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  • 4-avril-2022

    Français

    Nouvelle-Zélande : Ambassadeur, Représentant permanent auprès de l'OCDE

    Notice biographique du Représentant permanent de la Nouvelle-Zélande auprès de l'OCDE

    Documents connexes
  • 2-February-2022

    English

    Allocation of competences in policy sectors key to migrant integration - In a sample of ten OECD countries

    A first step to implement effective migrant integration policies is to know who does what in policy sectors key to integration. Responding to this need, this paper offers policy makers a tool to understand the organisation of public action in key sectors for integration - Employment, Education, Housing, and Health/Welfare – in a sample of 10 OECD countries: Austria, Canada, France, Germany, Ireland, Italy, New Zealand, Spain, Sweden and the Netherlands. The complexity of the division of powers among levels of government calls for coordination mechanisms between actors, whatever the level of decentralisation. Besides, it throws lights on subnational governments’ role in integrating migrants and enabling them to participate to local development for the benefits of all. The geographic differences that exist in migrant presence and outcomes mean countries should build on local authorities' knowledge of local realities, aptitudes to coordinate different policy fields at the relevant scale and cooperate with non-governmental organisations.
  • 31-janvier-2022

    Français

    Nouvelle-Zélande : il faut stimuler la croissance de la productivité pour une reprise solide et durable et un niveau de vie plus élevé, selon l’OCDE

    Un soutien solide des pouvoirs publics pour protéger les emplois et les revenus face à la pandémie a aidé la Nouvelle-Zélande à se redresser rapidement de la profonde récession dans laquelle l’a plongée le COVID-19, mais il reste des défis à relever pour mettre l'économie sur la voie d’une croissance durable, selon un nouveau rapport de l’OCDE.

    Documents connexes
  • 18-January-2022

    English

    Paying for results - Contracting out employment services through outcome-based payment schemes in OECD countries

    OECD countries deliver publicly-funded employment services through different institutional arrangements. While in most OECD countries the majority of such services are delivered by public employment services, in two in five OECD and EU countries (or regions) they are partly or fully contracted out to external providers, including for-profit and not-for-profit entities. Contracting out employment services to outside providers offers many potential benefits: an increased flexibility to scale capacity in line with changes in unemployment, the possibility of offering services more cost-effectively, the option to better tailor services through the use of specialised service providers and the possibility to offer jobseekers choice of providers. However, achieving these benefits will depend on the actual design and monitoring of the contracting arrangements that are put in place. Focusing on the job brokerage, counselling and case-management employment services typically provided by public agencies, this paper reviews the experiences of OECD countries that have contracted out employment services through outcome-based payment schemes. It highlights the need to carefully consider questions related to the design and implementation of this form of contracting: fostering competition amongst potential providers, setting appropriate minimum service requirements and prices for different client groups, and ensuring the accountability of providers through monitoring and evaluations. These issues are discussed based on country examples, which are also detailed in factsheets contained in the online annex of the paper.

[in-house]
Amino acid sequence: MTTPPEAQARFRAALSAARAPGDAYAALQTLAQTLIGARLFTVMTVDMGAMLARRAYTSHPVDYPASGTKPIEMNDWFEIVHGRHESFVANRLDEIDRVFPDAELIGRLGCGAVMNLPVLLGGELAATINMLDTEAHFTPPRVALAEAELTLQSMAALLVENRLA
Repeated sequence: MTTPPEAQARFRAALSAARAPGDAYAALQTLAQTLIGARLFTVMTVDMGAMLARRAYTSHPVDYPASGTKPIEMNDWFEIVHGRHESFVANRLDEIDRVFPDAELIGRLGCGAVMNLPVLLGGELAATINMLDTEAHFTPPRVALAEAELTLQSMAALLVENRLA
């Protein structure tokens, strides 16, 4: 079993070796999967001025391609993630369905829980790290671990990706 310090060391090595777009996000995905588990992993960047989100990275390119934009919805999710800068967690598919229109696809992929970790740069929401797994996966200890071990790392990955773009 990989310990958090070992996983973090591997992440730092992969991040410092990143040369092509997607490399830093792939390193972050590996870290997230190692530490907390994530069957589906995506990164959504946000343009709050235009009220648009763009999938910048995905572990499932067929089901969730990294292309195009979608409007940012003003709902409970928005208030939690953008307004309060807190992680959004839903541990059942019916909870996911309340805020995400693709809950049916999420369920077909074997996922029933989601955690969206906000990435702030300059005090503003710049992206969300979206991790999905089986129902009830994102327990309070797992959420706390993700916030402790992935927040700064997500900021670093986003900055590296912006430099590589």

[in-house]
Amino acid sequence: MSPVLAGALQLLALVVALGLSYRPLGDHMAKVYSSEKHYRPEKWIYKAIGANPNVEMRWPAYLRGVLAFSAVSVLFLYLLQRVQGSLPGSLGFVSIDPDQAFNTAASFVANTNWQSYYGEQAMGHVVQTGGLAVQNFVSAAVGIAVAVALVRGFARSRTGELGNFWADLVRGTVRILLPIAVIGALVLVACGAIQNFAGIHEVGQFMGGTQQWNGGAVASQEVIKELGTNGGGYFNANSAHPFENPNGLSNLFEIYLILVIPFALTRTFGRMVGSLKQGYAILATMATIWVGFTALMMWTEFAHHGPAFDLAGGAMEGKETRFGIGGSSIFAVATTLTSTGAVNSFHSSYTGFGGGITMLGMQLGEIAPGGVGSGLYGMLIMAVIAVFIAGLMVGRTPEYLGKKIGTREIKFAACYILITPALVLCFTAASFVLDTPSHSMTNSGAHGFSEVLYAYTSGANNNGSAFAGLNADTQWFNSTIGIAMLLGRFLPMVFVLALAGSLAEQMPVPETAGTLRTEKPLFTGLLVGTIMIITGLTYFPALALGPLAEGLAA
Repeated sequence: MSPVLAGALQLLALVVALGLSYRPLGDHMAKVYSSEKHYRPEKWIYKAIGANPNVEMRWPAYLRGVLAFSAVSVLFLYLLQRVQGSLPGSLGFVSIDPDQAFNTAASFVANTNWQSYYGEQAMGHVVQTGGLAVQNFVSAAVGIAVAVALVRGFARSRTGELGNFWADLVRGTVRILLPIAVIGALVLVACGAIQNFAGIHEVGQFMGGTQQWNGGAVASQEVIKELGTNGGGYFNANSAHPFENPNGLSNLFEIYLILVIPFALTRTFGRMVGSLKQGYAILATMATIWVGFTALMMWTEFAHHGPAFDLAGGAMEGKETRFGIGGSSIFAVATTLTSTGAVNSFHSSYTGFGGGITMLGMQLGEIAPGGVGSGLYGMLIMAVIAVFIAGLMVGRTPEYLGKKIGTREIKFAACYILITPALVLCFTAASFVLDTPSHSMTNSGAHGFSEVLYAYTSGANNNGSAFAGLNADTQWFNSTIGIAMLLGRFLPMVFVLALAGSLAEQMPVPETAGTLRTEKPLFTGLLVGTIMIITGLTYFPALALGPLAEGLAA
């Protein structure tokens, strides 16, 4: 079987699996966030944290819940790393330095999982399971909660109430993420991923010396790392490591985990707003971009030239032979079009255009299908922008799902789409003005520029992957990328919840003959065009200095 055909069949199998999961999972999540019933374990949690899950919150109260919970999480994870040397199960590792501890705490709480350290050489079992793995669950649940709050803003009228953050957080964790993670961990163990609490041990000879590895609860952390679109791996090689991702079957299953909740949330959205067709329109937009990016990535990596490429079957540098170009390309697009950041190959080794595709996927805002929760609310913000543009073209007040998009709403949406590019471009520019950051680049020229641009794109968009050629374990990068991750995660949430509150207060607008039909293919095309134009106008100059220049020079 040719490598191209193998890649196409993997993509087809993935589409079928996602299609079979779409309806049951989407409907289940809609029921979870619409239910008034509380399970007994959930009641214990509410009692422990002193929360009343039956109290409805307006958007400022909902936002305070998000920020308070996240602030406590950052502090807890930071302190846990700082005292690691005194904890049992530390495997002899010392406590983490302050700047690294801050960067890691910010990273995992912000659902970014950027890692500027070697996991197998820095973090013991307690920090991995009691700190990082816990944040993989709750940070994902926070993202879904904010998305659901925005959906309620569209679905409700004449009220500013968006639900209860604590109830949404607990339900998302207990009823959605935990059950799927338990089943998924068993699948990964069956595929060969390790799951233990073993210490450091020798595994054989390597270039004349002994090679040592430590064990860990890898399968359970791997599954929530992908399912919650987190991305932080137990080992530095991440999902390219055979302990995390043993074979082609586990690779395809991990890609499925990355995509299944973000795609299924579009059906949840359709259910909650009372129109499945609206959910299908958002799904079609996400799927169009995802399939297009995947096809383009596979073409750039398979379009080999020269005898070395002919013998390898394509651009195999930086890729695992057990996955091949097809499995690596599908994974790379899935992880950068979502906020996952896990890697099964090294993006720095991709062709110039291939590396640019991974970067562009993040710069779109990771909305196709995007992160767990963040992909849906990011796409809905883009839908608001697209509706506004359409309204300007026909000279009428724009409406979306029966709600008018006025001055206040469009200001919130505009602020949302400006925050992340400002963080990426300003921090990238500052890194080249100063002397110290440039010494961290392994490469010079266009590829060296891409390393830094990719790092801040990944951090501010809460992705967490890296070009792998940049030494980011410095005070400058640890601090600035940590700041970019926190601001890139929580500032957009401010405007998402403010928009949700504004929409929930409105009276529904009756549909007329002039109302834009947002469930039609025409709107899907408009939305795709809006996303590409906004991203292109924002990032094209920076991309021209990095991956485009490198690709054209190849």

• 15-September-2021

    English

    Industrial Policy for the Sustainable Development Goals - Increasing the Private Sector’s Contribution

    How can governments support the private sector’s contribution to the Sustainable Development Goals (SDGs)? This book investigates the contribution of firms to the SDGs, particularly through their core business, taking into account inter-sectoral linkages and global value chains, using novel techniques and data sources. Despite the fact that the private sector has the potential to contribute to a wide range of SDGs, and that many firms find it economically viable to develop sustainable products and services, firms still face significant hurdles in their sustainability transition. Based on this new evidence, this book provides some recommendations on the design of industrial policies to enhance the contribution of businesses to the SDGs.
  • 8-September-2021

    English

    OECD/Korea Policy Centre – Health and Social Policy Programmes

    The OECD/Korea Policy Centre fosters the exchange of technical information and policy experiences relating to the Asia Pacific region in areas such as health statistics, pension reforms and social policy and expenditure.